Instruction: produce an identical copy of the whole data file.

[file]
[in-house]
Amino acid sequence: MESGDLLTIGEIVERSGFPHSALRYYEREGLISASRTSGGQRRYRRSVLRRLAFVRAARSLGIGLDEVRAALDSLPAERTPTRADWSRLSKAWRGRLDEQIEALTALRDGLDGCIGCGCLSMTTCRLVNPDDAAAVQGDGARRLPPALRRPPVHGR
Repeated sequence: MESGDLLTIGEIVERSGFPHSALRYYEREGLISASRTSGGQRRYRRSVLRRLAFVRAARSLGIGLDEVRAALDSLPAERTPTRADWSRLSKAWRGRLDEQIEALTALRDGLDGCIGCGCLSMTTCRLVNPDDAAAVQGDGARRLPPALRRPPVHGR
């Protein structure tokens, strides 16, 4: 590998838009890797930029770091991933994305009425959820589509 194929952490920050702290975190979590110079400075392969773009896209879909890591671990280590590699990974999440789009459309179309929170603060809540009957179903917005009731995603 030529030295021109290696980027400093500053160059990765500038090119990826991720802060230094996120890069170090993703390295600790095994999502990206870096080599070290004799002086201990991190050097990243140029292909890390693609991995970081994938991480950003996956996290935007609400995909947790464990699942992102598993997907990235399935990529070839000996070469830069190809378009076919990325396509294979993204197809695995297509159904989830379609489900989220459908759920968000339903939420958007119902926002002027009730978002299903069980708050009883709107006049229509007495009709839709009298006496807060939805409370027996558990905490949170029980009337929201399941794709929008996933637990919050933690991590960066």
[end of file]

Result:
[in-house]
Amino acid sequence: MESGDLLTIGEIVERSGFPHSALRYYEREGLISASRTSGGQRRYRRSVLRRLAFVRAARSLGIGLDEVRAALDSLPAERTPTRADWSRLSKAWRGRLDEQIEALTALRDGLDGCIGCGCLSMTTCRLVNPDDAAAVQGDGARRLPPALRRPPVHGR
Repeated sequence: MESGDLLTIGEIVERSGFPHSALRYYEREGLISASRTSGGQRRYRRSVLRRLAFVRAARSLGIGLDEVRAALDSLPAERTPTRADWSRLSKAWRGRLDEQIEALTALRDGLDGCIGCGCLSMTTCRLVNPDDAAAVQGDGARRLPPALRRPPVHGR
């Protein structure tokens, strides 16, 4: 590998838009890797930029770091991933994305009425959820589509 194929952490920050702290975190979590110079400075392969773009896209879909890591671990280590590699990974999440789009459309179309929170603060809540009957179903917005009731995603 030529030295021109290696980027400093500053160059990765500038090119990826991720802060230094996120890069170090993703390295600790095994999502990206870096080599070290004799002086201990991190050097990243140029292909890390693609991995970081994938991480950003996956996290935007609400995909947790464990699942992102598993997907990235399935990529070839000996070469830069190809378009076919990325396509294979993204197809695995297509159904989830379609489900989220459908759920968000339903939420958007119902926002002027009730978002299903069980708050009883709107006049229509007495009709839709009298006496807060939805409370027996558990905490949170029980009337929201399941794709929008996933637990919050933690991590960066």